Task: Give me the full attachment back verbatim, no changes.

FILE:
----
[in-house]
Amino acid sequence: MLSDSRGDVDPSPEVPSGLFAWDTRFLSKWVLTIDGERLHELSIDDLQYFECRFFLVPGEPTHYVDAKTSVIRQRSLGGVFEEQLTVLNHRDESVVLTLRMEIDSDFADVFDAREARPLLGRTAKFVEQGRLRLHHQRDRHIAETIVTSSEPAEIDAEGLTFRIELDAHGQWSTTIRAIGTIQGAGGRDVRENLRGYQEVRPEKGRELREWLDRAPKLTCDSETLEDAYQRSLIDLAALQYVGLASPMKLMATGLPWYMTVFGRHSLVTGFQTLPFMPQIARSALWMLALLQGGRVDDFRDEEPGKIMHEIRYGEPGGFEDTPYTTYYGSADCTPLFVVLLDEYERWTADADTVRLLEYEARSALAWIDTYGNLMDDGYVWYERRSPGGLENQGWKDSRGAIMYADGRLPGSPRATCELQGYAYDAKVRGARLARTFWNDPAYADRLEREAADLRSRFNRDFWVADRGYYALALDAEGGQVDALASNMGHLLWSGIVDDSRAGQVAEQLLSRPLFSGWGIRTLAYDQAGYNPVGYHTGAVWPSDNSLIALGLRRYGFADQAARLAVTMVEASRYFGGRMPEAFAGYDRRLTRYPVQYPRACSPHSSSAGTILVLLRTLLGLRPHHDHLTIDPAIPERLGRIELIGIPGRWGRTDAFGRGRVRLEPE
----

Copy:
[in-house]
Amino acid sequence: MLSDSRGDVDPSPEVPSGLFAWDTRFLSKWVLTIDGERLHELSIDDLQYFECRFFLVPGEPTHYVDAKTSVIRQRSLGGVFEEQLTVLNHRDESVVLTLRMEIDSDFADVFDAREARPLLGRTAKFVEQGRLRLHHQRDRHIAETIVTSSEPAEIDAEGLTFRIELDAHGQWSTTIRAIGTIQGAGGRDVRENLRGYQEVRPEKGRELREWLDRAPKLTCDSETLEDAYQRSLIDLAALQYVGLASPMKLMATGLPWYMTVFGRHSLVTGFQTLPFMPQIARSALWMLALLQGGRVDDFRDEEPGKIMHEIRYGEPGGFEDTPYTTYYGSADCTPLFVVLLDEYERWTADADTVRLLEYEARSALAWIDTYGNLMDDGYVWYERRSPGGLENQGWKDSRGAIMYADGRLPGSPRATCELQGYAYDAKVRGARLARTFWNDPAYADRLEREAADLRSRFNRDFWVADRGYYALALDAEGGQVDALASNMGHLLWSGIVDDSRAGQVAEQLLSRPLFSGWGIRTLAYDQAGYNPVGYHTGAVWPSDNSLIALGLRRYGFADQAARLAVTMVEASRYFGGRMPEAFAGYDRRLTRYPVQYPRACSPHSSSAGTILVLLRTLLGLRPHHDHLTIDPAIPERLGRIELIGIPGRWGRTDAFGRGRVRLEPE